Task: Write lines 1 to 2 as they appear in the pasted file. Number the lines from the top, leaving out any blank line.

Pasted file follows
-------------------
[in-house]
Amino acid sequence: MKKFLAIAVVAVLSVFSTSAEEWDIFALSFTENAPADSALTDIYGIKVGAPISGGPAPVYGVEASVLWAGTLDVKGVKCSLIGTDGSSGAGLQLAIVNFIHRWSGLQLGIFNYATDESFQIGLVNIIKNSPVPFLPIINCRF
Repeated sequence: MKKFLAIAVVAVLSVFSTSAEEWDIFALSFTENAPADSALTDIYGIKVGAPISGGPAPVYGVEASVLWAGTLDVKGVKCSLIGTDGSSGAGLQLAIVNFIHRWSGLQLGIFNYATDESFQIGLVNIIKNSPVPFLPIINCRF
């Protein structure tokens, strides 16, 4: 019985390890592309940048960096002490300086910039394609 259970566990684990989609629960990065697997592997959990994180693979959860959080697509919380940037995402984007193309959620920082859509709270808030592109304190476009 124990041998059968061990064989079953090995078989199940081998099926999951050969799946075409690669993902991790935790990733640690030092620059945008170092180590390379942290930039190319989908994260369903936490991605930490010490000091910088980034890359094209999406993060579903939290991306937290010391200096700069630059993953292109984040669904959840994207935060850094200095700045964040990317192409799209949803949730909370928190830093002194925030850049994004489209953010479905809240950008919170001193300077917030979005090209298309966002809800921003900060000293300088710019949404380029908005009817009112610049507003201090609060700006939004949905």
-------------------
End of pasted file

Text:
[in-house]
Amino acid sequence: MKKFLAIAVVAVLSVFSTSAEEWDIFALSFTENAPADSALTDIYGIKVGAPISGGPAPVYGVEASVLWAGTLDVKGVKCSLIGTDGSSGAGLQLAIVNFIHRWSGLQLGIFNYATDESFQIGLVNIIKNSPVPFLPIINCRF